Business, Fashion & Textile Technology, Hospitality and Tourism


Kayla Lackie



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Kayla Lackie, Fashion and Textile Technology
Faculty Mentor: Professor Arlesa Shephard, Fashion and Textile Technology

Practice-led research is a structure for documenting and understanding the creative process. This research contributes to the gap in knowledge of creative design, which is in high demand in the textile design field. The purpose of this project is to better understand how practice-led research can be used by textile designers to draw inspiration from historic textiles when designing contemporary textile prints. For this research, historic textiles held in museum collections in the Western New York and New England areas were viewed, documented, and photographed. The researcher/designer’s experiences in viewing these textiles were captured through journaling following each museum visit. The analysis of the journals provides insight into the creative process, which has the potential to be instructive for other designers in creative fields of study. A literature review was conducted by means of research articles and books on historic prints, dyes used, and printing methods. Extensive journaling on prints seen throughout the research visits have been broken down and categorized. Further analyzation on thoughts behind the design process were documented from these journal entries, as well as sketches and paintings completed based on historic textile inspiration. The repeating and reoccurring themes pulled from these analyzed entries are reported to help better understand the design process in developing original printed textiles from historic inspiration. Themes resulting from analysis focused on motif inspiration, colors, and design ideas (i.e. techniques, colors, and patterns). The development of a portfolio of contemporary prints inspired by historic textiles is ongoing.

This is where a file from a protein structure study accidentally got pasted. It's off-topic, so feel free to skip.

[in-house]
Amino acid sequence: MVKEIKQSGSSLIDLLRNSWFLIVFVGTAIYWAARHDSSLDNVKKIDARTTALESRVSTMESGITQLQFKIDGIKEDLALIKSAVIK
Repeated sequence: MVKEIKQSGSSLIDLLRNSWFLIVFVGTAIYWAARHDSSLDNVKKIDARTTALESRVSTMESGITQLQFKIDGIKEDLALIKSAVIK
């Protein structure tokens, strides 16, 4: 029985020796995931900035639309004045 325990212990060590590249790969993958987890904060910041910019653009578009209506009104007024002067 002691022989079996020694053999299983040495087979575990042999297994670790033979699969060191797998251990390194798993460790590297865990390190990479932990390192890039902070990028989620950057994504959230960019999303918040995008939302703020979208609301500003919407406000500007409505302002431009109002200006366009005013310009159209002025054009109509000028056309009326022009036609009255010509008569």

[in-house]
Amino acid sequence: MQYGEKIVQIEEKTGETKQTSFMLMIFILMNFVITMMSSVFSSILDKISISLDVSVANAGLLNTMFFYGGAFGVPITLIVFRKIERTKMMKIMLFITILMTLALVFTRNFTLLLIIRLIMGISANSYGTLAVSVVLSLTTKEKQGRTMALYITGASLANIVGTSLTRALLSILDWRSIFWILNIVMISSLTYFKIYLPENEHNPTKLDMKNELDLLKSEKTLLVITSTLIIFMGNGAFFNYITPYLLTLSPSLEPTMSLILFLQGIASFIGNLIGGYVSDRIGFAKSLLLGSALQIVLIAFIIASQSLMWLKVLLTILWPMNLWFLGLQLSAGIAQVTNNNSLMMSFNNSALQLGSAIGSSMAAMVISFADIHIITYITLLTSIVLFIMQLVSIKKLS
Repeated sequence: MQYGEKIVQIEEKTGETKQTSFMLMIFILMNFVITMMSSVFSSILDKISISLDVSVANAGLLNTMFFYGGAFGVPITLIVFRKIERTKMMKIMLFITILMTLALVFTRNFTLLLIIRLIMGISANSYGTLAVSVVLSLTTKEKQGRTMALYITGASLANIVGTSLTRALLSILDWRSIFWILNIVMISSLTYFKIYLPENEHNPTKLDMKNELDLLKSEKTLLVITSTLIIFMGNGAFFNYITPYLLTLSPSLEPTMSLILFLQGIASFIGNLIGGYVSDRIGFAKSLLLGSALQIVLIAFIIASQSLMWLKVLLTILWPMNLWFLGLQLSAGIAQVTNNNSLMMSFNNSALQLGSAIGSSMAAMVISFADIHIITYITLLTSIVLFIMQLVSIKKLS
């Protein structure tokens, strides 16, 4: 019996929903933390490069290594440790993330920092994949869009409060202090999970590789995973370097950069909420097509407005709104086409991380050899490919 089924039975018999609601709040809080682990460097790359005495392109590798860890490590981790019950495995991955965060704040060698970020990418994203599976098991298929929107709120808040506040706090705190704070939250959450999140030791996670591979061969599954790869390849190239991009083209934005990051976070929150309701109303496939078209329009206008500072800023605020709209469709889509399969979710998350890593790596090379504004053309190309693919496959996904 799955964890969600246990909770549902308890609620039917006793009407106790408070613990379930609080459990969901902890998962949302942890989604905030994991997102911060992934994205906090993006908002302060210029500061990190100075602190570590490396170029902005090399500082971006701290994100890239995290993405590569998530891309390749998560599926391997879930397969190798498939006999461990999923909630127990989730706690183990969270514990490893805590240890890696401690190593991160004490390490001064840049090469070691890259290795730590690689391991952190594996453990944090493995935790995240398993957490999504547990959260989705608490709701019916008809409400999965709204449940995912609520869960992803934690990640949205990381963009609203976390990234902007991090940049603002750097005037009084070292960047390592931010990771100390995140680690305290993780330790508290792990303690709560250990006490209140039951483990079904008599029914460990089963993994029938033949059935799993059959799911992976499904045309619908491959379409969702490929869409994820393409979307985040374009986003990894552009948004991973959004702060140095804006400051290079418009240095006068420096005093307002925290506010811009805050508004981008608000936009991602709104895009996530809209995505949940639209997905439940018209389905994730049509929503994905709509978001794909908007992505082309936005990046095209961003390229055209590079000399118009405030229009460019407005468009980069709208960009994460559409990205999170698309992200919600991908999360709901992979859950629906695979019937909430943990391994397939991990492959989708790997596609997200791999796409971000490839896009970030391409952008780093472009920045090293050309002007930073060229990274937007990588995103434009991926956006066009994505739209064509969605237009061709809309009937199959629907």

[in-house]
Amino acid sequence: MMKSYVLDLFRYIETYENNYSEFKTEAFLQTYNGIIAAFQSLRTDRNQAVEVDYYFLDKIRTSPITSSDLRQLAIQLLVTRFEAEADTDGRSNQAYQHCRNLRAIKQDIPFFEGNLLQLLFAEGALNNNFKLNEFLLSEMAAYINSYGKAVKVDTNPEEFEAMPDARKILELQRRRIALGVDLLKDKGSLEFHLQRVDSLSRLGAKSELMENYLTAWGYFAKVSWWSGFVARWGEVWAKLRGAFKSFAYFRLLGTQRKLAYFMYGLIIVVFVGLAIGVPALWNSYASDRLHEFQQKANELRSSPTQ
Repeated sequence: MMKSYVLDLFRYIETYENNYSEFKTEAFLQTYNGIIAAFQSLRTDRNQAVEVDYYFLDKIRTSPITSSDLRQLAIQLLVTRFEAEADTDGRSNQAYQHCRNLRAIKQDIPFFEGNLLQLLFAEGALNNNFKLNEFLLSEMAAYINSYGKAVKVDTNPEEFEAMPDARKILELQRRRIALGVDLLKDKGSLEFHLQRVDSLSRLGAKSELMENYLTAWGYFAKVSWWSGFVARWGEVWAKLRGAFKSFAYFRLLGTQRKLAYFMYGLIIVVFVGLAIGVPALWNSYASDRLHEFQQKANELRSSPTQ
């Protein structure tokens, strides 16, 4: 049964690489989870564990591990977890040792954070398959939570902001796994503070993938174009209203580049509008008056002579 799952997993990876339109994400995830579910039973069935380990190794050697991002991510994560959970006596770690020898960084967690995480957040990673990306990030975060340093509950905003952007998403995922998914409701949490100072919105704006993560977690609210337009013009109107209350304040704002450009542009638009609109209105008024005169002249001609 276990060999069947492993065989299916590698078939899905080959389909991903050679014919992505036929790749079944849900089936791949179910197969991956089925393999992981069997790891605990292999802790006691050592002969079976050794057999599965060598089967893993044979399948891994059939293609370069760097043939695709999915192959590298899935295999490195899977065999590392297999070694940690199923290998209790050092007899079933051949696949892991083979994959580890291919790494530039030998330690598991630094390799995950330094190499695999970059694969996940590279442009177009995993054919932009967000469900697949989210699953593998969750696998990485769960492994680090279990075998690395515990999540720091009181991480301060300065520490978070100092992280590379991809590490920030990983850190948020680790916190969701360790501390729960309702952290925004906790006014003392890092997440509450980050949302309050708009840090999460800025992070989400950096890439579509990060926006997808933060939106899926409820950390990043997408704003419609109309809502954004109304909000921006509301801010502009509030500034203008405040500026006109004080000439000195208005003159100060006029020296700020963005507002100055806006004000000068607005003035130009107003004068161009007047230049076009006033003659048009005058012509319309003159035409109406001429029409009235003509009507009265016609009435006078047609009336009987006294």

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Historic Prints as Design Inspiration: Practice-Led Research
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